Il Gatto addormentato
(The Sleeping Cat)
Nursery tales by Elisabetta Mancini Camporeale

Published online: 20 June 2009 23
English version
Il sugo della zia Francesca
PDF version


All'inizio di ogni matrimonio la giovane sposa, poco pratica nell’arte culinaria, deve affrontare il terribile confronto con i manicaretti preparati dalla suocera, sempre superlativi, a detta del marito.

A me è capitato qualcosa che ha dell’incredibile, invece.

Sul fronte suocera mi sentivo al riparo da ogni confronto, perché la poverina non eccelleva granché ai fornelli, anche se, come madre e come moglie, era ineccepibile.

Il mio primo pranzo fu un vero disastro e il fatto che mio marito mi rimase accanto, nonostante tutto, fu per me la prova del nove della solidità del matrimonio.

Un giorno però me lo vidi arrivare con il primo di una lunga serie di ricettari, pubblicati mensilmente.

Mangiai subito la foglia e mi misi a studiarli.

Dopo opportuna assimilazione, una sola cosa mi veniva quasi bene: il sugo al pomodoro.

Ma, per quanto mi arrabattassi, quell’uomo lì aveva sempre da lamentarsi: "Si, va bene, mi diceva, però... questo sugo non assomiglia a quello che mi preparava la zia Francesca quando ero piccolo".

Insomma, nel mio caso, non era la mamma, ma la zia Francesca, un’anziana zia di mia suocera, la rivale con la quale mi dovevo confrontare.

La cosa, tra prove e riprove, andò avanti per parecchio, finché una domenica il sugo (stanco pure lui) decise di riposarsi un poco sul fondo del tegame, bruciacchiandosi.

Potete immaginare la mia agitazione. Se fino ad allora, nonostante tutti gli studi, il sugo non era giusto, figuriamoci adesso che sapeva un po’ di bruciacchiato! Ma, tant’è, non c’era più tempo per prepararne dell’altro.

A tavola aspettai che il devoto consorte addentasse il primo boccone di pasta, in attesa del peggio. Ma, con mia grande meraviglia, invece di rabbuiarsi lo vidi sorridere e dirmi: "Finalmente ci sei riuscita; questo è il sugo della zia Francesca!"

Stentavo a credere alle mie orecchie, ma mi bastarono pochi secondi per dedurne che la vecchia zia bruciava sistematicamente i suoi favolosi sughetti, quel tanto da conferire loro un non so che di rustico e antico.

Non volli distruggere in mio marito il dolce ricordo dei sughi della sua infanzia e della vecchia zia un po’ sbadata. In compenso sono riuscita, con l’esperienza e l’esercizio, ad eguagliare quei sughi senza bisogno di bruciarli, anche perché non è poi tanto facile bruciarli quel tanto che basta.

Ed è così che ogni domenica, come nostra gradita ospite c’è la cara zia. Non si vede, ma c’è!







Published online: 20 June 2009
Italian version
Aunt France’s souce
PDF version

At the beginning of every marriage, the young bride has to cope with the terrible comparison between her cookery, often scarce, and the dainties of her mother-in-law, as her bridegroom always defines his mother’s cookery as superlative.

Something incredible happened to me, instead.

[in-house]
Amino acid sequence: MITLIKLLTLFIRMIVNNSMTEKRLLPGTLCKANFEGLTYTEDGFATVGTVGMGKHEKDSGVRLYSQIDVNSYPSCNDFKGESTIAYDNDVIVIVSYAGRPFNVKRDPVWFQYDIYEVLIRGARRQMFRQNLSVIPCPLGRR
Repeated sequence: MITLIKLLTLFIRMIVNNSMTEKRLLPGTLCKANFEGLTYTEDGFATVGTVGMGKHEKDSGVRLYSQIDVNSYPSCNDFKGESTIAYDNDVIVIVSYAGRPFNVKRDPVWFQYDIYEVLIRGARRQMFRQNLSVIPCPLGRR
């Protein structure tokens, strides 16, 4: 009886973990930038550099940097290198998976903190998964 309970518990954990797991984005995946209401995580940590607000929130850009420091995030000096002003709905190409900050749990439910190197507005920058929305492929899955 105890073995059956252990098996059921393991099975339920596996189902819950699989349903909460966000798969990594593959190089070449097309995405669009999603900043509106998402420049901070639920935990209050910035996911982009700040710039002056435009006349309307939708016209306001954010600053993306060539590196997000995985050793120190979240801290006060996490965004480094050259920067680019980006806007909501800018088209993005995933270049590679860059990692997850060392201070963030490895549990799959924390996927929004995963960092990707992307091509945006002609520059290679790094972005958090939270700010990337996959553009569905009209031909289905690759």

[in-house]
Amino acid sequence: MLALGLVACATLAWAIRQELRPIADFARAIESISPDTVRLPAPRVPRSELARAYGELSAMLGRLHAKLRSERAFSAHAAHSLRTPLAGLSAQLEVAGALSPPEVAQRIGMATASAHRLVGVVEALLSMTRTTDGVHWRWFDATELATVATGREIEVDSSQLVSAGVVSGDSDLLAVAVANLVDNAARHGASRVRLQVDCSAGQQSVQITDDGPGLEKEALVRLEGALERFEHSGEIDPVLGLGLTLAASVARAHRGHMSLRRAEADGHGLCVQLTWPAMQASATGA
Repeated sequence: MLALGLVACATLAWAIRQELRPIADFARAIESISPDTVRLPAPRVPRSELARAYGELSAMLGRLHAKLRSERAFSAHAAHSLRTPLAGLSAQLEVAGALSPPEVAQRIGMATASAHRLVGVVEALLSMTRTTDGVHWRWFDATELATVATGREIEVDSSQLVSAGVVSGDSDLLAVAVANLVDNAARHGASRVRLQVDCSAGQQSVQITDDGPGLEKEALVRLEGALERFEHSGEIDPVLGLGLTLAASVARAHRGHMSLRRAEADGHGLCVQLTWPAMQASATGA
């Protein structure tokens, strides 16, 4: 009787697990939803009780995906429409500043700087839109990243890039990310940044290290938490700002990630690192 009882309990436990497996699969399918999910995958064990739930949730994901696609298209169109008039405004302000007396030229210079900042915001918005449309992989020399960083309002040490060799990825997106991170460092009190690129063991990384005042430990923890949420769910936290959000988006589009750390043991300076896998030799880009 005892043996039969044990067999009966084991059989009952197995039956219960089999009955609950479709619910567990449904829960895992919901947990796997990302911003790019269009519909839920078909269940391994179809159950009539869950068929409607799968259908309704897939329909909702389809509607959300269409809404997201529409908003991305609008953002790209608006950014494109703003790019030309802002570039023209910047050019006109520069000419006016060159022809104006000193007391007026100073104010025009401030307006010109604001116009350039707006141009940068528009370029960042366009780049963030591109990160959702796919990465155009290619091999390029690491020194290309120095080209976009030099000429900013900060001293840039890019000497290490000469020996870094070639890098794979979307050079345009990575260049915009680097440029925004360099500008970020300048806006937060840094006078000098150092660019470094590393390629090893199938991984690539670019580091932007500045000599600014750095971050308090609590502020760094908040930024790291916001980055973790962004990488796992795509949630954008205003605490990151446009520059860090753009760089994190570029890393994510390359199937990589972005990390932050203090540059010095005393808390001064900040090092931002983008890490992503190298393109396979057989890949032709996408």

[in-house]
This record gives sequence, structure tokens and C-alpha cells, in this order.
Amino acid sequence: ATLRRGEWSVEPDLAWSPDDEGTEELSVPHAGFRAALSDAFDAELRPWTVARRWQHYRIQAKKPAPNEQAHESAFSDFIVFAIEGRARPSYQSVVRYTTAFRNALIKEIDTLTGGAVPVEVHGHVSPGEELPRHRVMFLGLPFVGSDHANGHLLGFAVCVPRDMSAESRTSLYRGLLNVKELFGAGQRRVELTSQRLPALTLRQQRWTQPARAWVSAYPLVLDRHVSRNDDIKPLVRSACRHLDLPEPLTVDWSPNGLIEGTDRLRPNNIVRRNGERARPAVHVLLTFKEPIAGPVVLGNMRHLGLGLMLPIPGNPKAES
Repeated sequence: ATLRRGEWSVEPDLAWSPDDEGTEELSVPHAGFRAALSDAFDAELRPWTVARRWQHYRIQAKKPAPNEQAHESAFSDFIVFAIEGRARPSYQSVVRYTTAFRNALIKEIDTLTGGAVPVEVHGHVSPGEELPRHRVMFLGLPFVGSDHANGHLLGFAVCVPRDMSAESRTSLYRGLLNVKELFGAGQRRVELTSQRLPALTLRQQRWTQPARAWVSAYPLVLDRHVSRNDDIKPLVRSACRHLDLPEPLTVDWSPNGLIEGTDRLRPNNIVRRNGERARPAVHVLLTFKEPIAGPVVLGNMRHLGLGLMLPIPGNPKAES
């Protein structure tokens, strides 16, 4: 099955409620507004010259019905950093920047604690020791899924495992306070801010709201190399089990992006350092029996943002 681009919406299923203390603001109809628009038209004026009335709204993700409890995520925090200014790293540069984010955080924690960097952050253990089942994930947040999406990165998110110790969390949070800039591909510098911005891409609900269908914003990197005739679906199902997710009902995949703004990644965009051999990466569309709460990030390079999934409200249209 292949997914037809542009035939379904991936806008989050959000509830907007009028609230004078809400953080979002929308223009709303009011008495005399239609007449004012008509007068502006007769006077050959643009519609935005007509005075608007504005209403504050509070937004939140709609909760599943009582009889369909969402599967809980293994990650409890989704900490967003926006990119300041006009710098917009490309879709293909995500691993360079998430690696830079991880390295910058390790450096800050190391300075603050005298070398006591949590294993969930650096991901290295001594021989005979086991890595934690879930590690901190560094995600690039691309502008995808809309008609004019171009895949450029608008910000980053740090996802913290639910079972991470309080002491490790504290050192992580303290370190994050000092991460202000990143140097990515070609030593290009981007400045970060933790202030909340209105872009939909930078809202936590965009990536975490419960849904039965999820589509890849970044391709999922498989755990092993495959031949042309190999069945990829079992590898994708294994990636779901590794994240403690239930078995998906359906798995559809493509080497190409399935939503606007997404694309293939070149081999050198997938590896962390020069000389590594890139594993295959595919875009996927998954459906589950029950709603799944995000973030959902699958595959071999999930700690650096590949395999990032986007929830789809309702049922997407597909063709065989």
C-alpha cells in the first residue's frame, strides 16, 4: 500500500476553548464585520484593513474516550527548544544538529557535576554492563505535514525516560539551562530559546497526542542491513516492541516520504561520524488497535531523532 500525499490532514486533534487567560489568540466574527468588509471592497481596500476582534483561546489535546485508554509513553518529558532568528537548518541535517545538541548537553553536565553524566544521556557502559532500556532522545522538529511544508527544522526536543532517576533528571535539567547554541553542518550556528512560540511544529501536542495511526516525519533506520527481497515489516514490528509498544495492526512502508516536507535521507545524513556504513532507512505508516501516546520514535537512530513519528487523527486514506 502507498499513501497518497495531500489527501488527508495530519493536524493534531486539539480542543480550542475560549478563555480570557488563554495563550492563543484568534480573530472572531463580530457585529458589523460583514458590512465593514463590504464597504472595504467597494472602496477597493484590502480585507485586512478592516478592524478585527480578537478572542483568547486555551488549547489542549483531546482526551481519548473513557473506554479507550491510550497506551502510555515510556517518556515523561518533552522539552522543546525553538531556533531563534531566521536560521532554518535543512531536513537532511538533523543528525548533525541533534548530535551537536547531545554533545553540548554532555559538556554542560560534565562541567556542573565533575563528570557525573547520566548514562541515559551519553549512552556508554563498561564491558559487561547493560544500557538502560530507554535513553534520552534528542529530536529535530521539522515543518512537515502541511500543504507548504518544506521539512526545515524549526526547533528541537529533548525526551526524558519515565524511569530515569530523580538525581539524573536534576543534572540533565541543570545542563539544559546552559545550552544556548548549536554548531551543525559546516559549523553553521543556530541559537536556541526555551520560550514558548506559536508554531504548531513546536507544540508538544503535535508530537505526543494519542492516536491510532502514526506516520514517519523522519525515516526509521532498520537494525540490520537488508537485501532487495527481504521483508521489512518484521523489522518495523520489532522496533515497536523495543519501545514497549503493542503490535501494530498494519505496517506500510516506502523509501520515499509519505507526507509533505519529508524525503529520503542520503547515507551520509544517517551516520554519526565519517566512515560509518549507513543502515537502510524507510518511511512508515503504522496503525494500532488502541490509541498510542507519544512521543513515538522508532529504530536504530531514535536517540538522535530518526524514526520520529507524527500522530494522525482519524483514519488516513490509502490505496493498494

Notwithstanding the fact that my mother-in-law was an excellent mother and wife, she wasn’t really endowed with cookery, so that I was relatively unexposed to the comparison.

My first lunch was a disaster, but the fact that, despite the adversity, my husband stayed next to me was a clear sign of the durability of our marriage.

Then, one day, he came carrying along the first of long series of recipes, monthly published.

I understood right away and started studying those recipes.

After having studied all those complicated recipes, there was one thing I could do quite well: tomato sauce.

But, instead of appreciating my effort, that man always had something to complain: "Yeah, it’s good; however, you know... this sauce has nothing in common with the one my aunt Frances used to prepare me when I was a young boy...".

As you can understand, in my case, the "enemy" to beat in cookery wasn’t my mother- in- law but that my mother- in- law’s old aunt, aunt Frances.

It took me so long to try to make a tomato sauce "as the one of aunt Frances", but one Sunday morning the sauce itself, tired, decided to rest on the bottom of the frying-pan, getting scorched.

That sent me into a flat spin! Until then, despite my hard study, my sauce wasn’t right, so that you can imagine the effect now that it was scorched too! But it was late to try to make it again.

When we sat down at the table I waited for my husband to taste it, trying not to imagine the worst.

I was so surprised when, looking at him and expecting him to get down, he smiled to me and said: "At last! You got it right! This is like aunt Frances’ sauce!"

I was incredulous, but it took me just a few seconds to understand that the old aunt always scorched her dainties, just that little that was useful to make them taste such rustic and ancient.

I didn’t want to destroy my husband’s sweet memory of the sauces of his childhood, confessing him that his aunt was a little bit careless. Through exercise and experience, I finally managed to equal that sauces even without scorching them, also because it’s not simple to scorch them as much as it’s necessary.

That’s the reason why every Sunday, as a graceful host, the aunt is there. Nobody can see her, but she’s there!

(English translation by Silvia Mancini)








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When not otherwise specified, the English translation was made by the author.